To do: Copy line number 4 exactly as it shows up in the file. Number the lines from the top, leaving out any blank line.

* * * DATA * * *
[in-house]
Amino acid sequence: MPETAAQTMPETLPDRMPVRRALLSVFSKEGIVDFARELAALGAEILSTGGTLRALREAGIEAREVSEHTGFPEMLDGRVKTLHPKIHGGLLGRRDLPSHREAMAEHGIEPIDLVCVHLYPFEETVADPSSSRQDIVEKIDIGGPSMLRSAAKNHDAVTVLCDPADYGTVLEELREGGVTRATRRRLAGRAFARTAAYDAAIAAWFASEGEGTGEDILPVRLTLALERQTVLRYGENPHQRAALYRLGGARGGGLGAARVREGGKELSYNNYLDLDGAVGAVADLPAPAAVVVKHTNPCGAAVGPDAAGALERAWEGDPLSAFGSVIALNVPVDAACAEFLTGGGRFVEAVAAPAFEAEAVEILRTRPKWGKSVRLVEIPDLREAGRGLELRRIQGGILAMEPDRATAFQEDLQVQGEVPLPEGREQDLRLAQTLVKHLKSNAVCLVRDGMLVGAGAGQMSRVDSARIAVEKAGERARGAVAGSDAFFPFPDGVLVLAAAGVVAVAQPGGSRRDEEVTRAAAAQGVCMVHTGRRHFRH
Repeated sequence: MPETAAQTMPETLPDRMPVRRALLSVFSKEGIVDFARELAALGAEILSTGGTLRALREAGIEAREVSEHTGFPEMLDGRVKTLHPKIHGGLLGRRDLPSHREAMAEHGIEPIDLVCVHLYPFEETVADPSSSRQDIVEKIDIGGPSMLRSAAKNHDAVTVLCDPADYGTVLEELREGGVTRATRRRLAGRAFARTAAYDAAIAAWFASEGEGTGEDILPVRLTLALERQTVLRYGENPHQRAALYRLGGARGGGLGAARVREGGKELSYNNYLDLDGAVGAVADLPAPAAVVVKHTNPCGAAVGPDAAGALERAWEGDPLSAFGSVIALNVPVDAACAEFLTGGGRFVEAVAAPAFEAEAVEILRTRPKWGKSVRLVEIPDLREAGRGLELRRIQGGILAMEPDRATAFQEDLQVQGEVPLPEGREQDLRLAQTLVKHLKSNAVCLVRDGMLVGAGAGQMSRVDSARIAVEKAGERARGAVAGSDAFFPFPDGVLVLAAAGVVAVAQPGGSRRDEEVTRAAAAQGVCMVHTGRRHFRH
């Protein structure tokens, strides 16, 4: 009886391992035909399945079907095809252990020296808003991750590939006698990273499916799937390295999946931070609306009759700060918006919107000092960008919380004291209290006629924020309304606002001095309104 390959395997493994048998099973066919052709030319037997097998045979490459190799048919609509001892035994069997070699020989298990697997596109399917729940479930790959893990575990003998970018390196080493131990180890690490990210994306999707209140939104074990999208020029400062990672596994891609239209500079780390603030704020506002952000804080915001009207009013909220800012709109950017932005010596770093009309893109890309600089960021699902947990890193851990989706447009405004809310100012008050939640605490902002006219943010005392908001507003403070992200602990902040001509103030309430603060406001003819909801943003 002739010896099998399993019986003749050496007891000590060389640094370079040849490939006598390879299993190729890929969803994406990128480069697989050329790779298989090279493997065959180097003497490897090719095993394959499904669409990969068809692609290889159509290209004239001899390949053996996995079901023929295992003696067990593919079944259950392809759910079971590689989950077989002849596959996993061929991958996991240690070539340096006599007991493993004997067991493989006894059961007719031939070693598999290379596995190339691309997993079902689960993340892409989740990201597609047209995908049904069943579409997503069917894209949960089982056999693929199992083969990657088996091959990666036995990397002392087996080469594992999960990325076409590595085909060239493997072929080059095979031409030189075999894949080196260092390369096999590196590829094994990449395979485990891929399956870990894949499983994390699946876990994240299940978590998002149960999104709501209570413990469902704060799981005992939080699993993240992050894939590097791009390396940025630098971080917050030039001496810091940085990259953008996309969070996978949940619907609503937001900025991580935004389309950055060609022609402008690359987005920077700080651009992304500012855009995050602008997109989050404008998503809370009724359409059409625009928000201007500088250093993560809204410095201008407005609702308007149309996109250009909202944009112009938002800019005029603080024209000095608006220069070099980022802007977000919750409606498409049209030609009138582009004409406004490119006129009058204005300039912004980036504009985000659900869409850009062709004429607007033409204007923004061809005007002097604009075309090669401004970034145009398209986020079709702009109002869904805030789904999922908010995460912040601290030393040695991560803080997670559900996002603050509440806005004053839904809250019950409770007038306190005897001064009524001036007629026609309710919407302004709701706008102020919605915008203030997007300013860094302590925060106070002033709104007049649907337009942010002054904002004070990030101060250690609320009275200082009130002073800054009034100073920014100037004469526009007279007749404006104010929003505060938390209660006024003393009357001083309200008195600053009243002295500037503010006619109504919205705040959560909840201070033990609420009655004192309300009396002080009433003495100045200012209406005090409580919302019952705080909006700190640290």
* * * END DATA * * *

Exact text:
């Protein structure tokens, strides 16, 4: 009886391992035909399945079907095809252990020296808003991750590939006698990273499916799937390295999946931070609306009759700060918006919107000092960008919380004291209290006629924020309304606002001095309104 390959395997493994048998099973066919052709030319037997097998045979490459190799048919609509001892035994069997070699020989298990697997596109399917729940479930790959893990575990003998970018390196080493131990180890690490990210994306999707209140939104074990999208020029400062990672596994891609239209500079780390603030704020506002952000804080915001009207009013909220800012709109950017932005010596770093009309893109890309600089960021699902947990890193851990989706447009405004809310100012008050939640605490902002006219943010005392908001507003403070992200602990902040001509103030309430603060406001003819909801943003 002739010896099998399993019986003749050496007891000590060389640094370079040849490939006598390879299993190729890929969803994406990128480069697989050329790779298989090279493997065959180097003497490897090719095993394959499904669409990969068809692609290889159509290209004239001899390949053996996995079901023929295992003696067990593919079944259950392809759910079971590689989950077989002849596959996993061929991958996991240690070539340096006599007991493993004997067991493989006894059961007719031939070693598999290379596995190339691309997993079902689960993340892409989740990201597609047209995908049904069943579409997503069917894209949960089982056999693929199992083969990657088996091959990666036995990397002392087996080469594992999960990325076409590595085909060239493997072929080059095979031409030189075999894949080196260092390369096999590196590829094994990449395979485990891929399956870990894949499983994390699946876990994240299940978590998002149960999104709501209570413990469902704060799981005992939080699993993240992050894939590097791009390396940025630098971080917050030039001496810091940085990259953008996309969070996978949940619907609503937001900025991580935004389309950055060609022609402008690359987005920077700080651009992304500012855009995050602008997109989050404008998503809370009724359409059409625009928000201007500088250093993560809204410095201008407005609702308007149309996109250009909202944009112009938002800019005029603080024209000095608006220069070099980022802007977000919750409606498409049209030609009138582009004409406004490119006129009058204005300039912004980036504009985000659900869409850009062709004429607007033409204007923004061809005007002097604009075309090669401004970034145009398209986020079709702009109002869904805030789904999922908010995460912040601290030393040695991560803080997670559900996002603050509440806005004053839904809250019950409770007038306190005897001064009524001036007629026609309710919407302004709701706008102020919605915008203030997007300013860094302590925060106070002033709104007049649907337009942010002054904002004070990030101060250690609320009275200082009130002073800054009034100073920014100037004469526009007279007749404006104010929003505060938390209660006024003393009357001083309200008195600053009243002295500037503010006619109504919205705040959560909840201070033990609420009655004192309300009396002080009433003495100045200012209406005090409580919302019952705080909006700190640290």